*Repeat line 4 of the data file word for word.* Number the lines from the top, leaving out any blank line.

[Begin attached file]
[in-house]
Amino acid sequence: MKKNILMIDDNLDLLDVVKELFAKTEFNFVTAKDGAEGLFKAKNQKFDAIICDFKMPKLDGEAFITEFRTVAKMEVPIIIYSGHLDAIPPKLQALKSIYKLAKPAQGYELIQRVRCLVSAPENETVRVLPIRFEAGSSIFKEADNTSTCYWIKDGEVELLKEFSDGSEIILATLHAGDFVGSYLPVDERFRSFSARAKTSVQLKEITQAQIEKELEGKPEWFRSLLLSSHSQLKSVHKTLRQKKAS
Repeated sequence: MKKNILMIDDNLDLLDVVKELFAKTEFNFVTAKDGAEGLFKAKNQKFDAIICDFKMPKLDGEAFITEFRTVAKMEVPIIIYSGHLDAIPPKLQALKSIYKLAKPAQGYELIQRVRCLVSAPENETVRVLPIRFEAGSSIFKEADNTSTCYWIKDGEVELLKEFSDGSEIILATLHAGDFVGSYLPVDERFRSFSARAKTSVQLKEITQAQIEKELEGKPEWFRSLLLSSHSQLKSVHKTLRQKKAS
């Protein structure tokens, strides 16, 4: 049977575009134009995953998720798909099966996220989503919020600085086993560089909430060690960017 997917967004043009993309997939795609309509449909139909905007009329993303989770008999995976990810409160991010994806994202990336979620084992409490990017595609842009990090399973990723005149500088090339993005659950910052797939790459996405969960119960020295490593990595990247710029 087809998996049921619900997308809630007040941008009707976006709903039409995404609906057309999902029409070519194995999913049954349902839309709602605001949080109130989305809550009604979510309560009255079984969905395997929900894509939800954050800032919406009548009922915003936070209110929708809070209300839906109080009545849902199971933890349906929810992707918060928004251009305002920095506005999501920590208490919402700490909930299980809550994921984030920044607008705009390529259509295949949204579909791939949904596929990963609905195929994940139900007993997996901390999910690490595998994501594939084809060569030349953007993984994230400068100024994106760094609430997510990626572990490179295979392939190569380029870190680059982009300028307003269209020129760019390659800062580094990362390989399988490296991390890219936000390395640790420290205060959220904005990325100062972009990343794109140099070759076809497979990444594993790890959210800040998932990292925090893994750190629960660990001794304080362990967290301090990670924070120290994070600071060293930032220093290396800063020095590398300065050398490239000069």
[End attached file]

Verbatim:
């Protein structure tokens, strides 16, 4: 049977575009134009995953998720798909099966996220989503919020600085086993560089909430060690960017 997917967004043009993309997939795609309509449909139909905007009329993303989770008999995976990810409160991010994806994202990336979620084992409490990017595609842009990090399973990723005149500088090339993005659950910052797939790459996405969960119960020295490593990595990247710029 087809998996049921619900997308809630007040941008009707976006709903039409995404609906057309999902029409070519194995999913049954349902839309709602605001949080109130989305809550009604979510309560009255079984969905395997929900894509939800954050800032919406009548009922915003936070209110929708809070209300839906109080009545849902199971933890349906929810992707918060928004251009305002920095506005999501920590208490919402700490909930299980809550994921984030920044607008705009390529259509295949949204579909791939949904596929990963609905195929994940139900007993997996901390999910690490595998994501594939084809060569030349953007993984994230400068100024994106760094609430997510990626572990490179295979392939190569380029870190680059982009300028307003269209020129760019390659800062580094990362390989399988490296991390890219936000390395640790420290205060959220904005990325100062972009990343794109140099070759076809497979990444594993790890959210800040998932990292925090893994750190629960660990001794304080362990967290301090990670924070120290994070600071060293930032220093290396800063020095590398300065050398490239000069």